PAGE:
American St Leger scouting report: Clondaw Warrior

Profile Picture: Kellie Reilly

August 11th, 2016

Irish shipper Clondaw Warrior adds another dimension to the American St Leger (G3), as a useful hurdler who’s adept in marathons on the Flat.

The nine-year-old is trained by jumps maestro Willie Mullins, Ireland’s perennial leading National Hunt trainer. Aside from his numerous successes in major jumps races, Mullins has brought dual-purpose performers to notable results on the Flat – e.g., Simenon came within an ace of beating The Queen’s Estimate in the 2013 Gold Cup (G1) at Royal Ascot, and last year, Max Dynamite aired in York’s Lonsdale Cup (G2) prior to just missing in the Melbourne Cup (G1).

Mullins recently launched an American invasion for the May 14 Iroquois Hurdle (NSA-G1) at Percy Warner, where his Shaneshill and Nichols Canyon finished second and third. 

Clondaw Warrior has a jumps-oriented pedigree himself, but his sire Overbury was bred for the Flat – and scored a significant victory right here at Arlington. A beautifully bred son of the Nijinsky II stallion Caerleon, Overbury dead-heated (with Vaudeville) for the win in the 1994 American Derby (G2). He also placed second in the German and Italian Derbies and later landed the 1996 Queen Elizabeth II Cup in Hong Kong. Overbury had stout bloodlines on top and bottom, hailing from the family of legendary Vintage Crop, the first European-based horse to win Melbourne Cup in 1993. So it's not surprising that at stud, Overbury found success as a National Hunt stallion.

Since transferring to Mullins for his 2014 campaign, Clondaw Warrior’s taken his game to a new level. He captured a premier handicap over 15 furlongs at Leopardstown, and reverted to hurdles to finish third in a Grade 3 at Cheltenham.

His breakout season came in 2015. After placing over the jumps at Fairyhouse and Punchestown, Clondaw Warrior was dispatched as the favorite in the 2 1/2-mile Ascot Stakes (a conditions race) on opening day at Royal Ascot. He duly obliged by besting Fun Mac, earning his highest-profile win on the Flat. Clondaw Warrior made it two in a row in a lucrative premier handicap going nearly 12 furlongs on the Flat at the Galway Festival, where he rallied up the rail.

Those efforts made him a leading fancy for last summer’s Ebor at York, but Clondaw Warrior didn’t perform up to his best and weakened to 12th. Frankie Dettori wrapped up on him when it was obvious that he just didn’t have it on the day, so his beaten margin can’t be taken literally.

Clondaw Warrior proved the point when wheeling back for the Doncaster Cup (G2). With the hood back on, he rallied boldly from the rear to finish second to the high-class Pallasator. To me, this remains his finest piece of form on the Flat:


Clondaw Warrior ended the year on low notes when trailing as the favorite in Longchamp’s Prix du Cadran (G1) on Arc Day and being well beaten in the British Champions Long Distance Cup (G2) (subsequently disqualified and placed last for his jockey weighing in at less than his assigned weight).

So far in 2016, however, Clondaw Warrior has been on his game every time. Back over hurdles for his reappearance at Fairyhouse March 29, he fearlessly took the inside path to record his first notable win in that discipline. In the Grade 2 Scottish Champion Hurdle at Ayr April 16, Clondaw Warrior checked in a fine third under co-top weight. His favored stablemate, Ivan Grozny, was fifth.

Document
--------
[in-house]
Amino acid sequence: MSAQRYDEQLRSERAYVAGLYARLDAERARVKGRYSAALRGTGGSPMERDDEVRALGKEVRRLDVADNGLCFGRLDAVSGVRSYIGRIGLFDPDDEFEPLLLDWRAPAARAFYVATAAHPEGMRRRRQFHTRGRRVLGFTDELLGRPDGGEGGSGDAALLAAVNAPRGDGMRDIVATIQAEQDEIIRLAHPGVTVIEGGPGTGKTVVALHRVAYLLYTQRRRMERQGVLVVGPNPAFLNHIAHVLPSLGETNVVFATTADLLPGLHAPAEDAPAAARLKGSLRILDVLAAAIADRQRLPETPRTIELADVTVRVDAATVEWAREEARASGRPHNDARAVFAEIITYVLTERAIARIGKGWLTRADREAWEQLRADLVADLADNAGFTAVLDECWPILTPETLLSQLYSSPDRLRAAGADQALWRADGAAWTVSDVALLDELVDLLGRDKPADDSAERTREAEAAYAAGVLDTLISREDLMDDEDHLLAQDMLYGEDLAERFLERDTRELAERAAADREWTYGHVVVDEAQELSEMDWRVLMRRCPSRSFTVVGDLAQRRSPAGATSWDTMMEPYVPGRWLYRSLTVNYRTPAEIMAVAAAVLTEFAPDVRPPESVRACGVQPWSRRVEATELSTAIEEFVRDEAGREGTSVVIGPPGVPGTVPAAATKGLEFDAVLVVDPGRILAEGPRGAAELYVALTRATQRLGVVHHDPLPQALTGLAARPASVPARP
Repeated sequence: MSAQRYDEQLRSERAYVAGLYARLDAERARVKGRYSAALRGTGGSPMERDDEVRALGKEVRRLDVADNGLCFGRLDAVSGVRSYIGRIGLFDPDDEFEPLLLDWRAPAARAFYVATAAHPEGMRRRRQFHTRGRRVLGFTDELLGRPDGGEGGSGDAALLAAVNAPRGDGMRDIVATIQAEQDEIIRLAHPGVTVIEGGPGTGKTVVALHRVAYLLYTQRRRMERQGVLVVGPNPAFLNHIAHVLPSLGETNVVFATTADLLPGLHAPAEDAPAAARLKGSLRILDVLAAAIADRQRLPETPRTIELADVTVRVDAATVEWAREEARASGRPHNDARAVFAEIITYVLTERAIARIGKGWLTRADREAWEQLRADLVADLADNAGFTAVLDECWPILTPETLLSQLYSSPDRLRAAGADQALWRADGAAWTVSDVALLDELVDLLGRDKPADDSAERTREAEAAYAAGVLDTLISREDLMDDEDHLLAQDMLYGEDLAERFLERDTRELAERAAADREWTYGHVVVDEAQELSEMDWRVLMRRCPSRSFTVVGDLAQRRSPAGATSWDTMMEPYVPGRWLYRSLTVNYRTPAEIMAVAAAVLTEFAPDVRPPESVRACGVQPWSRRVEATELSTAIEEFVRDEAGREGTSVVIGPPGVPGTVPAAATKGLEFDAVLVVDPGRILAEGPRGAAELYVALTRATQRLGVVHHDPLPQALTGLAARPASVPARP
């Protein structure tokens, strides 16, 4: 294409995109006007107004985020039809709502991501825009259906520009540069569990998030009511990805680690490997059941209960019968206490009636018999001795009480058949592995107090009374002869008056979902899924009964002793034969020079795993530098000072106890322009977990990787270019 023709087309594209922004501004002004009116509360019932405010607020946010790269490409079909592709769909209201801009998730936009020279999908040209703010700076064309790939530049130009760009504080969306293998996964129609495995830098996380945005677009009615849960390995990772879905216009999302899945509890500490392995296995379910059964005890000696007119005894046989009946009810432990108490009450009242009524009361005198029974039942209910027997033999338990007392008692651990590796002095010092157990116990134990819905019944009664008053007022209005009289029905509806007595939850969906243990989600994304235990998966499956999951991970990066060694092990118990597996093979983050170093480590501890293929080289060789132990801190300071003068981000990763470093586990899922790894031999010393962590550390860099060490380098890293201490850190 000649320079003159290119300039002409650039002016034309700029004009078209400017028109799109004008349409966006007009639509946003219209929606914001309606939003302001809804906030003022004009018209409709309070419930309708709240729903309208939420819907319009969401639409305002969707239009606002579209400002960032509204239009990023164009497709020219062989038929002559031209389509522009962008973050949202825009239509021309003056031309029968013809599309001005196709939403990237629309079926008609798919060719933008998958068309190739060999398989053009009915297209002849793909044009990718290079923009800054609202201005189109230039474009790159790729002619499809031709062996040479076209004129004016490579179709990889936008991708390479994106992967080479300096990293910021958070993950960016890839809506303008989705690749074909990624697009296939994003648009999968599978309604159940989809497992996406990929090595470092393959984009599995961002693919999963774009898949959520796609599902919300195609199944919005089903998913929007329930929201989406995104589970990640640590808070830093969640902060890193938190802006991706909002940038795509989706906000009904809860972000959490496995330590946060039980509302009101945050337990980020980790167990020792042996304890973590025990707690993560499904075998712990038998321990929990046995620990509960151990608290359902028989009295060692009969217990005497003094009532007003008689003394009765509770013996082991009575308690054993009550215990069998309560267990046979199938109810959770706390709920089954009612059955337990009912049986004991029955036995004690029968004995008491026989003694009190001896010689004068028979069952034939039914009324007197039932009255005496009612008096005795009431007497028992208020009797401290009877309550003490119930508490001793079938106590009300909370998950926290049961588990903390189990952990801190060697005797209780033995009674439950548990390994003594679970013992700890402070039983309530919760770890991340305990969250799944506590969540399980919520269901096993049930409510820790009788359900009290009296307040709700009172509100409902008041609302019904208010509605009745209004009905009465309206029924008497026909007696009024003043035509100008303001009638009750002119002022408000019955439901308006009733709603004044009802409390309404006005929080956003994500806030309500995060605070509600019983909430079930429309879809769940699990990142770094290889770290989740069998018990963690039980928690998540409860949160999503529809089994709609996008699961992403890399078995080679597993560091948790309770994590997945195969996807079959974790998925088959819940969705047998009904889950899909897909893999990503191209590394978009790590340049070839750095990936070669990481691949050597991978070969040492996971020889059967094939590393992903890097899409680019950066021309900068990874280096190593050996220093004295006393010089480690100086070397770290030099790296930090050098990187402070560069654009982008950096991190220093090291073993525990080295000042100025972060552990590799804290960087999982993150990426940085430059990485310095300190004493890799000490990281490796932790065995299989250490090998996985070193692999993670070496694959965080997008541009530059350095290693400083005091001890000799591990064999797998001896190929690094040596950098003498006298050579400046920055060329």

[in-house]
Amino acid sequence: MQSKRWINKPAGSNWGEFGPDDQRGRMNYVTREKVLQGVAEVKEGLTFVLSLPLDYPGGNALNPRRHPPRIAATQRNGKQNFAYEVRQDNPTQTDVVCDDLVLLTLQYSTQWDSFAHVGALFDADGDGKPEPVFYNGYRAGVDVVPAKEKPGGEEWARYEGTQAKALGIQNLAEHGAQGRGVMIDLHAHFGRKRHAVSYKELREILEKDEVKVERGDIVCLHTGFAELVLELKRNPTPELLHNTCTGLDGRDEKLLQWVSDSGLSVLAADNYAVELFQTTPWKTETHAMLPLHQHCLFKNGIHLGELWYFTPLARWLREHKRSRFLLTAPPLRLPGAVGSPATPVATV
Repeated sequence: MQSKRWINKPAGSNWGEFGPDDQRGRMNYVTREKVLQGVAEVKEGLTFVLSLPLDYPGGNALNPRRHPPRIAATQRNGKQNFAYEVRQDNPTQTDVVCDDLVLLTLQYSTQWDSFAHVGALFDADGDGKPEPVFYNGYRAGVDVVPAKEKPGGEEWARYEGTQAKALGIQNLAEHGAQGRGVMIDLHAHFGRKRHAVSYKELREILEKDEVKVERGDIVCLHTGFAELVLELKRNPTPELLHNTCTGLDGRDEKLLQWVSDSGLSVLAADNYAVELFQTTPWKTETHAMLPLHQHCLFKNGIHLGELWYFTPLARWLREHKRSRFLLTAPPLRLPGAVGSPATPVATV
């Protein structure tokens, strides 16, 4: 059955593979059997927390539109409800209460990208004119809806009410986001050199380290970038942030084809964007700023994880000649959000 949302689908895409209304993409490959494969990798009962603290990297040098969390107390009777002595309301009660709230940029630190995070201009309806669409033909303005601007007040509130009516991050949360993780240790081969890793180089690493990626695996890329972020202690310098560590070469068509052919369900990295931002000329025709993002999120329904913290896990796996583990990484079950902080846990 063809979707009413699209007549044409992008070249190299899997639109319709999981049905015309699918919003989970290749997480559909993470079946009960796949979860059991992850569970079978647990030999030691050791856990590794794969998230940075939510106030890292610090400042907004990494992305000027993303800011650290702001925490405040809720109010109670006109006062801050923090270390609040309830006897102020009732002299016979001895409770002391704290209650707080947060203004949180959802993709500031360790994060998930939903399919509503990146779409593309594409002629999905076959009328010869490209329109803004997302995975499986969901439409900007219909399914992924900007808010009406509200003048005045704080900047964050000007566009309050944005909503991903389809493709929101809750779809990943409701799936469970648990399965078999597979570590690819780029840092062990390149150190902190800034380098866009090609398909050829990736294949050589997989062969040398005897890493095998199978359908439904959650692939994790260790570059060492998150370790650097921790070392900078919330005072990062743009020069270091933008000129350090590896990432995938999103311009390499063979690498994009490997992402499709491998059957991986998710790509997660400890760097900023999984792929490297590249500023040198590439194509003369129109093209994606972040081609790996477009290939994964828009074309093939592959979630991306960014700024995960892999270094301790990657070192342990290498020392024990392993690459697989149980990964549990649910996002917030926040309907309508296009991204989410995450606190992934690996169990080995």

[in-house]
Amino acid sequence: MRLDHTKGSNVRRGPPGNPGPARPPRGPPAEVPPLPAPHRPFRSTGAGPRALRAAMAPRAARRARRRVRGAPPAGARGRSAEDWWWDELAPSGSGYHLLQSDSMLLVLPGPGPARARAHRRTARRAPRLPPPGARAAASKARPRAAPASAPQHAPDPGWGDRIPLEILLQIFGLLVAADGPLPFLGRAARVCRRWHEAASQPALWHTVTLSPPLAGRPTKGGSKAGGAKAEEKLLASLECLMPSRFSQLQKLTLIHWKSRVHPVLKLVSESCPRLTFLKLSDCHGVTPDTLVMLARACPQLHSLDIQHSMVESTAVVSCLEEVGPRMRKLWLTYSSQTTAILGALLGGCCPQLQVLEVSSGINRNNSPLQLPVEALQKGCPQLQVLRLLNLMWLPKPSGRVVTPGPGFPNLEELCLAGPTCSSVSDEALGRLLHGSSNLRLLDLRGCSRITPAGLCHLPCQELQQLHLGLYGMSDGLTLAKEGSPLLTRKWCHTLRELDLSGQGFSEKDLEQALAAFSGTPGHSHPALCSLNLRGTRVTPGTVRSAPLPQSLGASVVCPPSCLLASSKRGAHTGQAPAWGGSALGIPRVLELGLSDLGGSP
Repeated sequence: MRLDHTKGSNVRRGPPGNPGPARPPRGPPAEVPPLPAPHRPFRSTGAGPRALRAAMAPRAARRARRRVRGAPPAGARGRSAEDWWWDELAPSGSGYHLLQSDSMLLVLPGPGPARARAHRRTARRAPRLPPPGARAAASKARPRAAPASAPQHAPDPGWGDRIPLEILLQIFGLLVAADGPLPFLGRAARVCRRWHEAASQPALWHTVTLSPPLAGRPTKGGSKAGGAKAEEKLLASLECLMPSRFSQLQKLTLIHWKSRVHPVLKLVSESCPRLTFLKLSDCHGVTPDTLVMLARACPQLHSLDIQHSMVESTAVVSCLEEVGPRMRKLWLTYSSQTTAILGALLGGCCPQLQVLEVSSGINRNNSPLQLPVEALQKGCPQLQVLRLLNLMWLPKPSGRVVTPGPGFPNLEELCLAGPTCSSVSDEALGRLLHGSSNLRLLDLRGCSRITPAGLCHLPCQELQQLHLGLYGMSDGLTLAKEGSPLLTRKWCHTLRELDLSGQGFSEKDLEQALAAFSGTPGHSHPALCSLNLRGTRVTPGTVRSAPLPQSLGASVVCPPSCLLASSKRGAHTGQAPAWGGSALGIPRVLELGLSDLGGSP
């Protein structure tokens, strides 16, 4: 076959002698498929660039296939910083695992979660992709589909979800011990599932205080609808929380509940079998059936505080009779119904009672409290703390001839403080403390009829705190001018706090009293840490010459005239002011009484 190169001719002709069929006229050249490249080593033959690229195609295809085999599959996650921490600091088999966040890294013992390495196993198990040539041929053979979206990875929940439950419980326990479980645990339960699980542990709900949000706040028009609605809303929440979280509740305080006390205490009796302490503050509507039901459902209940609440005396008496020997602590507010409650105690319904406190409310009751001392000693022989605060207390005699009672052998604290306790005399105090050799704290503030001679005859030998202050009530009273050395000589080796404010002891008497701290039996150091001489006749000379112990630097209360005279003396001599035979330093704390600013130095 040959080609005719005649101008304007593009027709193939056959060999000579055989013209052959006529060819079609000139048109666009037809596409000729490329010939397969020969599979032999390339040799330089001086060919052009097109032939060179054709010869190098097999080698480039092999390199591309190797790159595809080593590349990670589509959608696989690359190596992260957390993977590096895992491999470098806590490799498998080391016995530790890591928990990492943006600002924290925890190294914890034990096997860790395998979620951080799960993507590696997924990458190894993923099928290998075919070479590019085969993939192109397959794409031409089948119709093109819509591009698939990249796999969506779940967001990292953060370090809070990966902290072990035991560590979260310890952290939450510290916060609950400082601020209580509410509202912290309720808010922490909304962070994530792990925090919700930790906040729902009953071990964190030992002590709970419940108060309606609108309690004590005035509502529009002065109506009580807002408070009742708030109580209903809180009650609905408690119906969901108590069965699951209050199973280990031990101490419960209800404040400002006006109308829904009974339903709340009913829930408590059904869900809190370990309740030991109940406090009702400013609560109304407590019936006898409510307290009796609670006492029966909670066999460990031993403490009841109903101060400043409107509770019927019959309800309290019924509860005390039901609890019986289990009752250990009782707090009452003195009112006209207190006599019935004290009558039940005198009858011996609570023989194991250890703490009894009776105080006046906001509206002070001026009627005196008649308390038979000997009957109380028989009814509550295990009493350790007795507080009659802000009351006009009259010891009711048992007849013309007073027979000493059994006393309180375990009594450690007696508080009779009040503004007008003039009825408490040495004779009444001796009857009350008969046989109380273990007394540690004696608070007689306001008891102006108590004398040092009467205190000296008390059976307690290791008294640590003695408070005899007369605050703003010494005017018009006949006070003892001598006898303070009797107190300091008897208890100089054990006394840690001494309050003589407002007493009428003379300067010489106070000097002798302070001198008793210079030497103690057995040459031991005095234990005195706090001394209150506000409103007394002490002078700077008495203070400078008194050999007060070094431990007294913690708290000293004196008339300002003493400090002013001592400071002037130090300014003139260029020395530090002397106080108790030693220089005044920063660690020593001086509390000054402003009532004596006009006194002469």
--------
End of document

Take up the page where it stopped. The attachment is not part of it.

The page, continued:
Clondaw Warrior made a return appearance at Royal Ascot, this time for the June 18 meet finale, the about two-mile, 5 1/2-furlong Queen Alexandra conditions race, and soldiered on for third.

His summer itinerary likewise brought him back to the Galway Festival, but for a different target: the Galway Hurdle, the most lucrative National Hunt prize in Ireland, and he swept to victory under a plum ride by Ruby Walsh. As you watch him save ground near the back early, angle out at the right juncture, pounce and hold on in an exhibition of perfect timing, remember that Walsh’s wife, Gillian, is part of Clondaw Warrior’s syndicate of owners:


In assessing his American St Leger chances, the obvious question is whether Clondaw Warrior is as effective over this relatively shorter trip in this kind of company. He’s shortening up from two miles at Galway, and his most significant Flat performances have come at upwards of that distance. It could also be worth noting that he bombed out in the 1 3/4-mile Ebor after his highs at Royal Ascot and Galway at the same point a year ago.

Clondaw Warrior’s rating is too high for another crack at the Ebor, and Mullins is cleverly giving him a shot at a $300,000 pot at Arlington rather than trying his luck in his other upcoming entries, the August 20 Irish St Leger Trial (G3) or the August 21 Prix Kergorlay (G2) at Deauville. He’s also got fancy engagements in the September 11 Irish St Leger (G1) and the British Champions Long Distance Cup.

But the in-form Clondaw Warrior brings athletic maneuverability, a sustained closing kick, and a preference for the quick ground he’ll encounter at Arlington. Used to packing hefty weight, Clondaw Warrior will find 123 pounds a feather. And as a late runner, he’ll appreciate having a genuine tempo. Indeed, if they go a little too hard early, the American St Leger could turn into a thoroughgoing test of stamina, and Clondaw Warrior would like that very much.

Photo courtesy Champions Series via Twitter